Lucy and Connor were children of the most kind and warm disposition. Their aunt, a kindly, portly, red-cheeked, matronly woman named Aunt Josephine, was also of the most wonderful disposition—it was, after all, the thing that made their family so happy and lovely. They lived together in a small cot-tage by the sea, in a town named Imperialism-Upon-The-Heath, and spent their days doing nothing more than searching for small creatures and other such things upon the rocky shores. On one of these days, a particularly sunny and joyous and happy one, Lucy cried out in wonder.
“Aunt Josephine,” said Lucy, her voice as bouncy and bright as the golden curls piled upon her head, “look what I’ve found!”
Aunt Josephine, heaving her massive bulk across the rocks, came, panting, to a stop in front of Lucy. In wonder, she gazed down at the girl’s hands and what lay within.
“What is it? I can’t see!” pouted Connor, blocked by Aunt Josephine.
“Well, I do say,” said Aunt Josephine, “it’s something I haven’t seen since I was a very small girl.”
“Can I keep it?” asked Lucy, in the most tender and loving tone imaginable. So tender and loving was her tone that the sun itself seemed to beam in response. Connor, halfway around Aunt Josephine at this point, hurried his pace.
“Keep what?” he wailed, and stopped short as he came into sight of Lucy’s cupped hands, gasping in amazement. “Oh, we must, we must, we must keep it!” he crowed. For held ever so tenderly and sweetly in the hands of our Lucy was the oldest Indian man that he’d ever seen.
It reminded him of the stories he’d heard, of deserts that grew lush at night, of princesses and silks and tigers, of Maharajahs and ministers and everything else that made up everything East, as far as Connor was concerned, of his small cot-tage upon the shore.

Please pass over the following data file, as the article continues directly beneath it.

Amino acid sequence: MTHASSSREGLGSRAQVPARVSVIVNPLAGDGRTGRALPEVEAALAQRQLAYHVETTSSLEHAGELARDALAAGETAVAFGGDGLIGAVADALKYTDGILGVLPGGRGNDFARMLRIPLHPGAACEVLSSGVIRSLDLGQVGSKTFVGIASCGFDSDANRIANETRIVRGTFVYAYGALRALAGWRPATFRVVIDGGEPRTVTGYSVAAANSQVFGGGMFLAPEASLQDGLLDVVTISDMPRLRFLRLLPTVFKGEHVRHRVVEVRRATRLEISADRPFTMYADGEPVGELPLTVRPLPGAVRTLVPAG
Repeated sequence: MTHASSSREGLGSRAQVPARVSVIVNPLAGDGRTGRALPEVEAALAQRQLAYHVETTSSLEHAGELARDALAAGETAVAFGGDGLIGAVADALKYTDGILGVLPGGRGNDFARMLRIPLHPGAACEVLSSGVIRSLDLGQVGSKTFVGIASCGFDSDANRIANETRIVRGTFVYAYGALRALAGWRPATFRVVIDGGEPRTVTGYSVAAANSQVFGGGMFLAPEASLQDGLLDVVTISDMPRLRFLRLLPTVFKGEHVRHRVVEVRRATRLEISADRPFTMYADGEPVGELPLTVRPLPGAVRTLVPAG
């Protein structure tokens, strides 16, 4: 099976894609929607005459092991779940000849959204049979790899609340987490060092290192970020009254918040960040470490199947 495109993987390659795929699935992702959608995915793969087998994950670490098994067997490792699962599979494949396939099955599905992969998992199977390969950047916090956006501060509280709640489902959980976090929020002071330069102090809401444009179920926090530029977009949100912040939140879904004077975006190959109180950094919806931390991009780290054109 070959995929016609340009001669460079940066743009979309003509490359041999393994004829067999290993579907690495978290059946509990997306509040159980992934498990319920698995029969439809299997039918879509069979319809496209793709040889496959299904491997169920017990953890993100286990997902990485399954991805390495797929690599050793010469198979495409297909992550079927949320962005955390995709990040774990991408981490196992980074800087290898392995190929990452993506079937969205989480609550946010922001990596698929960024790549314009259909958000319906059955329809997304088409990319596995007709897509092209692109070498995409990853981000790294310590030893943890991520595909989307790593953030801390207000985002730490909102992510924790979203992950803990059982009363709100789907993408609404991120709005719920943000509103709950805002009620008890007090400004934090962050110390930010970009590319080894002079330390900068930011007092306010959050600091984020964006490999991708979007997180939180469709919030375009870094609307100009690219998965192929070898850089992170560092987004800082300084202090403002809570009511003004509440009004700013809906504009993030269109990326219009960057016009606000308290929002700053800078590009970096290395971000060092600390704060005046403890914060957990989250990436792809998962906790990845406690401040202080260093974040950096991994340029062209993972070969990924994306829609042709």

“I don’t know, children,” fretted Aunt Josephine, “It’s an awful lot of work to take care of an old Indian man. What shall he occupy his time with?”
“With me, of course,” said Lucy, so sweetly that the wind swelled with each word, carrying the scent of lilacs to the noses of the other two. “I shall make him my butler, and he shall attend to my every whim, and play with me, and Connor as-well!”
“Yes,” said Connor, eagerly. What fun it would be to have a butler! What joy! he thought to himself. “What fun it would be to have a butler! What joy!” he said out loud.
“Gosh, Aunt Josephine, do let us keep him,” begged Lucy again.
The old man said nothing.
After much hemming and hawing, Aunt Josphine reluctantly agreed, and so it was that Chatterjee, as he would come to be known, became a member of the family in that cot-tage by the sea.
Months passed, and little by little, the once-silent old man began to speak more and more to the children and their kindly, portly, matronly aunt. Chatterjee was the most humble servant. He would always look down when speaking to the children, as if his eyes were made of the most curious magnets that were strongly attracted to the Earth, and he never spoke of his past or how he came to be washed up on the shore by the cot-tage by the sea. Each day, Lucy would demand that he complete some new, fantastic task, and by the end of the day, he would have it done. Ever the picture of obsequiousness, Chatterjee soon became as beloved a member of the family as Aunt Josephine, and certainly more beloved than Connor.